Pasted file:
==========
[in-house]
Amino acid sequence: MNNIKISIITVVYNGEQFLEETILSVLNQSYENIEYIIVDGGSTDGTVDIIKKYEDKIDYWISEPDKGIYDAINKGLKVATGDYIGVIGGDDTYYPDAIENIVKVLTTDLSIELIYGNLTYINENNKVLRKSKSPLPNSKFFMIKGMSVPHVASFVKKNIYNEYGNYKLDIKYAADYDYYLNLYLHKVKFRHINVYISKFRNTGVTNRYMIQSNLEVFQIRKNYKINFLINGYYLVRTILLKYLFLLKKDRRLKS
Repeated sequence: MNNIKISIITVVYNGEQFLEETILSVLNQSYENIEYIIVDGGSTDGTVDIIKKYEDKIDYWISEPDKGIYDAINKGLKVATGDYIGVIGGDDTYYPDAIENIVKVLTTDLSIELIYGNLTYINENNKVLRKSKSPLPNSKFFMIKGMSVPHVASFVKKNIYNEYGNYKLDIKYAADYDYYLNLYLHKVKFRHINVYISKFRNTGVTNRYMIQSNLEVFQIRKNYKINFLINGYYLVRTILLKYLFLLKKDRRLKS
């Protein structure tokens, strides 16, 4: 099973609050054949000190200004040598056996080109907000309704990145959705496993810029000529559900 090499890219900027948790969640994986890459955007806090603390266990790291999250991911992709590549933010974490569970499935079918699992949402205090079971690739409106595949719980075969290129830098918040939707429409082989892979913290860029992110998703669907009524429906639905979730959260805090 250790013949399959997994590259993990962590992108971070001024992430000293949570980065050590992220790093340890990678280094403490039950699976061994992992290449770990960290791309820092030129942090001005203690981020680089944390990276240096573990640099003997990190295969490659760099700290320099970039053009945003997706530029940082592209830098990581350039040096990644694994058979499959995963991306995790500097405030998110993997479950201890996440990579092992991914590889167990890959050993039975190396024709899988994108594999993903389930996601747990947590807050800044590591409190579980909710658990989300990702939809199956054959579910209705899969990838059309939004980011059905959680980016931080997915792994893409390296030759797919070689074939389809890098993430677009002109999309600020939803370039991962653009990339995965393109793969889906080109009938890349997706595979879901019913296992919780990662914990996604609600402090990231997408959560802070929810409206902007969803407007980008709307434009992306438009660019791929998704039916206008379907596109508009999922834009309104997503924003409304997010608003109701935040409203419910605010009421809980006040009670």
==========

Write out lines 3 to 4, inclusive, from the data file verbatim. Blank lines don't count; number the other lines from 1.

Repeated sequence: MNNIKISIITVVYNGEQFLEETILSVLNQSYENIEYIIVDGGSTDGTVDIIKKYEDKIDYWISEPDKGIYDAINKGLKVATGDYIGVIGGDDTYYPDAIENIVKVLTTDLSIELIYGNLTYINENNKVLRKSKSPLPNSKFFMIKGMSVPHVASFVKKNIYNEYGNYKLDIKYAADYDYYLNLYLHKVKFRHINVYISKFRNTGVTNRYMIQSNLEVFQIRKNYKINFLINGYYLVRTILLKYLFLLKKDRRLKS
């Protein structure tokens, strides 16, 4: 099973609050054949000190200004040598056996080109907000309704990145959705496993810029000529559900 090499890219900027948790969640994986890459955007806090603390266990790291999250991911992709590549933010974490569970499935079918699992949402205090079971690739409106595949719980075969290129830098918040939707429409082989892979913290860029992110998703669907009524429906639905979730959260805090 250790013949399959997994590259993990962590992108971070001024992430000293949570980065050590992220790093340890990678280094403490039950699976061994992992290449770990960290791309820092030129942090001005203690981020680089944390990276240096573990640099003997990190295969490659760099700290320099970039053009945003997706530029940082592209830098990581350039040096990644694994058979499959995963991306995790500097405030998110993997479950201890996440990579092992991914590889167990890959050993039975190396024709899988994108594999993903389930996601747990947590807050800044590591409190579980909710658990989300990702939809199956054959579910209705899969990838059309939004980011059905959680980016931080997915792994893409390296030759797919070689074939389809890098993430677009002109999309600020939803370039991962653009990339995965393109793969889906080109009938890349997706595979879901019913296992919780990662914990996604609600402090990231997408959560802070929810409206902007969803407007980008709307434009992306438009660019791929998704039916206008379907596109508009999922834009309104997503924003409304997010608003109701935040409203419910605010009421809980006040009670």